steps have made their presence, resulted in the
new consumer orientation on organic products or
on fair trade products. Thus, a particular point of
view, the crisis served as a mini - electric shock,
announcing a new era, maybe the era of
responsible consumption.
In Mansoor (2011) opinion, the main changes in
the new consumer behavior, which are the result
of economic recession could be summarized as
The need for simplicity: during recession
consumers are accustomed to limited offers
and tend to simplify their demands, so that
after the crisis is expected that they will
continue to accept simple offers, but with
greater utility.
Temperance: even rich people save, although
they are not required to do so. This is one way
they show their dissatisfaction on excessive
consumption. They began to recycle and to
teach children traditional values.
Smart consumption: consumers today are
"agile" and act quickly to price changes, with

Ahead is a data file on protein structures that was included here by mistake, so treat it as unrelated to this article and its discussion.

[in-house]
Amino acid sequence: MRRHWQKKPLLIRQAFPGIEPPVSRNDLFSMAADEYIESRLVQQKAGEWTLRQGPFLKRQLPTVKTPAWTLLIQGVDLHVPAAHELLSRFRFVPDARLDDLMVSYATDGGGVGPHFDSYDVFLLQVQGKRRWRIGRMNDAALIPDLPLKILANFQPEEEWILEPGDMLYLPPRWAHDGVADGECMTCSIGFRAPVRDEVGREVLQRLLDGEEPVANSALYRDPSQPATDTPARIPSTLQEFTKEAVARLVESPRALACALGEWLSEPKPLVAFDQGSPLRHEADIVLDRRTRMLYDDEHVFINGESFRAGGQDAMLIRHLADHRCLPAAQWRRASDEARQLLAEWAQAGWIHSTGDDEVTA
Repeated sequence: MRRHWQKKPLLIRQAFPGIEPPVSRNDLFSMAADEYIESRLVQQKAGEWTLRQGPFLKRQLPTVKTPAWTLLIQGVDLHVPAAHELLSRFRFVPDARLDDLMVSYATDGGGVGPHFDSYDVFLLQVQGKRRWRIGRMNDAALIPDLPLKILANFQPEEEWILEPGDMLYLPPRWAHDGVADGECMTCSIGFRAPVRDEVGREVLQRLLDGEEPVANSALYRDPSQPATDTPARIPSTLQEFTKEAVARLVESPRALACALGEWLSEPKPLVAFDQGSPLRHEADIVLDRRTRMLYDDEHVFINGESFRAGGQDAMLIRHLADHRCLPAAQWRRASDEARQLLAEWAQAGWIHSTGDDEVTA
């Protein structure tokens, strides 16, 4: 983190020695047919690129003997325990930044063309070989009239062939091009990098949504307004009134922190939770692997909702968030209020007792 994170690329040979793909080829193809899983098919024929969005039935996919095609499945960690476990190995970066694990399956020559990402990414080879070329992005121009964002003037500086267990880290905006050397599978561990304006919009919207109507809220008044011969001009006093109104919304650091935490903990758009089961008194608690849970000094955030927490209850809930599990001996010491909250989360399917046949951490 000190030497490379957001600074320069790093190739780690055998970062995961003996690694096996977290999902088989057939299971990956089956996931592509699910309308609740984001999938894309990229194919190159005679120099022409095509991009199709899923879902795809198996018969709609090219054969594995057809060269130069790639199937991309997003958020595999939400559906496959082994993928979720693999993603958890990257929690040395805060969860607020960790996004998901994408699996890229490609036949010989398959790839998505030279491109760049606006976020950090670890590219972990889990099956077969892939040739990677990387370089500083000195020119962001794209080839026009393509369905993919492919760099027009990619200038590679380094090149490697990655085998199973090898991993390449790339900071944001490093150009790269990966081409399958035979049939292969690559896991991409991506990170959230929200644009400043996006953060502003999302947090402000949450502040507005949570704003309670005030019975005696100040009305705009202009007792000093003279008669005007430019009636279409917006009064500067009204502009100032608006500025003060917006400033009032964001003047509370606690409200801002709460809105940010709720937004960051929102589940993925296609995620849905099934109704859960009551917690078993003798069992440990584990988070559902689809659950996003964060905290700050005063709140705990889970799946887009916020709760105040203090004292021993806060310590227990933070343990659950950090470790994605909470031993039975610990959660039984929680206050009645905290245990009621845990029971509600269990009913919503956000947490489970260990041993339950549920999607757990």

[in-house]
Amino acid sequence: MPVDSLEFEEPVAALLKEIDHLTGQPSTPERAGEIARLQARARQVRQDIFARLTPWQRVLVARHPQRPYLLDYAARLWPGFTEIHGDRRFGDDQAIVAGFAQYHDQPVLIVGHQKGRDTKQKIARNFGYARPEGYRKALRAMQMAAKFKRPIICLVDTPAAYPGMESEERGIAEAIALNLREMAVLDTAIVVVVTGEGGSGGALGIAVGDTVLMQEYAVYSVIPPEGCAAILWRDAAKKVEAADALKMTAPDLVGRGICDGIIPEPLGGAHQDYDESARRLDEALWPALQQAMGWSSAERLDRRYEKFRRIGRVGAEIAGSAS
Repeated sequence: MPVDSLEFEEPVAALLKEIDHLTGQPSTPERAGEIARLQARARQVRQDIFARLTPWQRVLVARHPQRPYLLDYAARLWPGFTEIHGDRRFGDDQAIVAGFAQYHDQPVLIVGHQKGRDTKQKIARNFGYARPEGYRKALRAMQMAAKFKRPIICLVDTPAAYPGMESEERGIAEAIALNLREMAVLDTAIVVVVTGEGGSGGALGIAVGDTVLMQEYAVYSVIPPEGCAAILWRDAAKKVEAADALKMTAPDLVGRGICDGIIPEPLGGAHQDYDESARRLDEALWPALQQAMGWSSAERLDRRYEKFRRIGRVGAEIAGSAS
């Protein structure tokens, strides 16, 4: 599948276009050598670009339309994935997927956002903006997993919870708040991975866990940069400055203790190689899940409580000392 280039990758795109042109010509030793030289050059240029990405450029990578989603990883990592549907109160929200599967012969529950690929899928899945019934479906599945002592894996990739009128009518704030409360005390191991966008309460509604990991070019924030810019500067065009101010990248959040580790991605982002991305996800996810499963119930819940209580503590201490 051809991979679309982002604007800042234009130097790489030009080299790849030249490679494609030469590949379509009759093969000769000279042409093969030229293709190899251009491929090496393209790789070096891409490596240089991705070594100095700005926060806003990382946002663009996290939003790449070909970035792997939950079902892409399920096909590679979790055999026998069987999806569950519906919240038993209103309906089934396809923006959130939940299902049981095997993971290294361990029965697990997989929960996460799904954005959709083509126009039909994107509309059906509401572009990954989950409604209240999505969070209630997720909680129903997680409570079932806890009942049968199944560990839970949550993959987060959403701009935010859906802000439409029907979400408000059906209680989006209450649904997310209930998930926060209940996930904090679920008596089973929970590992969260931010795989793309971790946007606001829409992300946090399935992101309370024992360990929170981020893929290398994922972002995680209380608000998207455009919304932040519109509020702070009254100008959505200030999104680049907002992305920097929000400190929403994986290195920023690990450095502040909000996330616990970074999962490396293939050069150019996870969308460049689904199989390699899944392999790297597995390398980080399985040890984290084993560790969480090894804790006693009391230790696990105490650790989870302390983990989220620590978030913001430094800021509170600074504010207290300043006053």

the ability to change brands looking for the
lowest price, sacrificing the quality and
Green consumerism: this trend slowed during
the recession because people are not willing
to pay more for certain products that can be
substituted with others with cheaper price.
The demand for environmentally friendly
products has declined during the economic
crisis, but anticipated a recovery after the
Ethical consumerism: people are less willing
to charity actions, because they are more
concerned about the welfare of their families.
In this case, is expected to rebound slowly.
International Journal of Economic Practices and Theories, Vol. 1, No. 1, 2011 (July)
This work was cofinanced from the European
Social Fund through Sectorial Operational
Programme Human Resources Development
2007-2013 project number POSDRU
89/1.5/S/59184 „Performance and excellence in
postdoctoral research in Romanian economics
science domain”.
Drakopoulos, S.A. (2008), The paradox of happiness:
towards an alternative explanation, Journal of Happiness
Studies, Volume 9, No. 2, pp.303-315;
Egol, M., Andrew Clyde, A., Rangan, K. (2010), The New
Consumer Frugality, www.strategy-, Accessed 2/06/2011
Flatters, P., Willmott, M. (2009), Understanding the post-
recession consumer, Harvard Business Review, 7(8), 106-
Kar, M. (2010), Consumer behaviour over the last 25 years,
Oxirm Research Themes, Oxford Institute of Retail
Management, The Retail Digest, pp 46-53;
Kozinets, R. (2010), The Field Behind the Screen: Using
Netnography For Marketing Research in Online
Communities, Journal of Marketing Research, Number 39,
pp. 61-72;
Lewis, D., Bridger, D. (2000), The Soul of the New